Secondly, you don't have the hassle of trying to remember which URLs you saved on which computer.
Thirdly, a corollary to the above is that you don't have the annoying situation of finding yourself at work wishing you could remember the URL you saved on your home computer, or vice versa.
Fourthly, and this is where the 'social' comes in, by saving your bookmarks on the web, suitably tagged, other people will be able to see your bookmarks on a particular topic, and you will be able to see theirs. This makes for a very rich experience, and helps you to expand your horizons. It's basically a very practical demonstration of the old adage: Many hands make light work.
Think of how you might use that with your colleagues, or with your students.
Diigo is one of several social bookmarking applications that are available, and I like it for the following reasons.
- It's very intuitive to use. In this sense, it's not that different from the others available.
- It's also free. Ditto.
- You can publish a bookmark straight to your blog. This is a very nice feature. It means that you can, in effect, use the Diigo description text box as a surrogate blogging platform: very handy if you're out and about, and you come across a website you'd like to draw others' attention to, but don't have the time to write a blog about it, or to repeat what you have already said in the Diigo text box.
- If you prefer, you could send the link to Twitter instead.
- You can also organise your bookmarks into lists. I have to say that I have not yet tried this myself, but it seems like the kind of feature you'd find useful.
- For the time being at least, I've decided to make use of the Groups feature. You can join (or apply to join) groups within your area of interest. Doing so will mean that you can be notified of any new bookmarks that other people in your niche have made. It's like doing research, or having continuing professional development, without actually doing much apart from checking your email now and again.
- You can also create your own groups. I've created a group called Education Technology - ICT in Education. From a sharing point of view, it doesn't really cover anything more than several other ICT-related groups already do. But I created it as a way of easily storing bookmarks I have referenced, or may wish to reference, in my own articles.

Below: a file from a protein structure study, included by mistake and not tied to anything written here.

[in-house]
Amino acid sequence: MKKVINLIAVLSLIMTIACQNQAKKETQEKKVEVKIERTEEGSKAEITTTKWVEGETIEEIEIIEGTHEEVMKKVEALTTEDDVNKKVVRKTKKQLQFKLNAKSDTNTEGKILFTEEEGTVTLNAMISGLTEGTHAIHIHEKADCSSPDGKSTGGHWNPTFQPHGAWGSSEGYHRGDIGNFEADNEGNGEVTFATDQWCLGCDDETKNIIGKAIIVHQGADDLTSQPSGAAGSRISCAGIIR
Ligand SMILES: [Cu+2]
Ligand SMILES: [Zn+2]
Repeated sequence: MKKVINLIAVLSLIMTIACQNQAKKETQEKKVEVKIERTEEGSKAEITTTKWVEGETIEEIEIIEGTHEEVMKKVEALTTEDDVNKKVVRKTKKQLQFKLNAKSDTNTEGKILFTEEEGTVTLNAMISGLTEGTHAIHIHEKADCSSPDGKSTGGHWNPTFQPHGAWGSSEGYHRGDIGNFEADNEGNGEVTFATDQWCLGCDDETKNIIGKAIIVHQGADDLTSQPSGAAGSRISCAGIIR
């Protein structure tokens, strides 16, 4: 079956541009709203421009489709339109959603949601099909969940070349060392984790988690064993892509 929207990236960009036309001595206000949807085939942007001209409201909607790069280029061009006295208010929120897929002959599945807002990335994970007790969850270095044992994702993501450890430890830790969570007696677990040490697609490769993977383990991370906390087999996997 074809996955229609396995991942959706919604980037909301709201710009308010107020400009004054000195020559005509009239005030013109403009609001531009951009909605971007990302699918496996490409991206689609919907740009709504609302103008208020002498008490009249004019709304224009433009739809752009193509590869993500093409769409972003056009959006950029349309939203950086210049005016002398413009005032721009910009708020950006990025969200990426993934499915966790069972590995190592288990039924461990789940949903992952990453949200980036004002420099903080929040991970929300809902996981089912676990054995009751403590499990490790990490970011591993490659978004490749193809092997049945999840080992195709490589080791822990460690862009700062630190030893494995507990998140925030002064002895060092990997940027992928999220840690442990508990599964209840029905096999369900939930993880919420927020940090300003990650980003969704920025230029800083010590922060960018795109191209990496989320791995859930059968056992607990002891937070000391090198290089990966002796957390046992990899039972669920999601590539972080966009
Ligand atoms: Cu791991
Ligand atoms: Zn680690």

- Remember my point about being able to publish a bookmark to a blog? Well, the feature that makes Diigo stand out for me is the facility of being able to set up an autoblog post. What that means is that I can set it up to post my bookmarks at particular times and intervals. You can set conditions too. Thus I have set it up to automatically publish, twice a day (although I may change this to once a day or even once a week), any bookmarks in the group I have created. So, if I bookmark something now, it will miraculously appear on my blog at 9 pm today. If I discover and bookmark stuff after that, it will automatically publish it tomorrow morning at 9 am.
- Think of how you could use this in school. For example, you could require your students to join a particular group and bookmark useful sites there, and have that published once a week, say. So their weekly homework would be to check the blog every week to see what's new, and to explore the freshly-bookmarked sites.
- As with other social bookmarking sites, you don't have to share all of your URLs with the world: you can mark them as private if you prefer.
But as I think you'll agree, the educational possibilities of using the various (non-private) facilities of Diigo are vast.
Thanks to Peggy George of Classroom 2.0 Live for drawing my attention to their latest show, on the subject of the new features in Diigo.
You may also be interested in the fact that Karl Fisch is conducting a survey on how people are using Diigo in education. Why not contribute, and look out for Karl's report on it (by subscribing to his blog's RSS feed).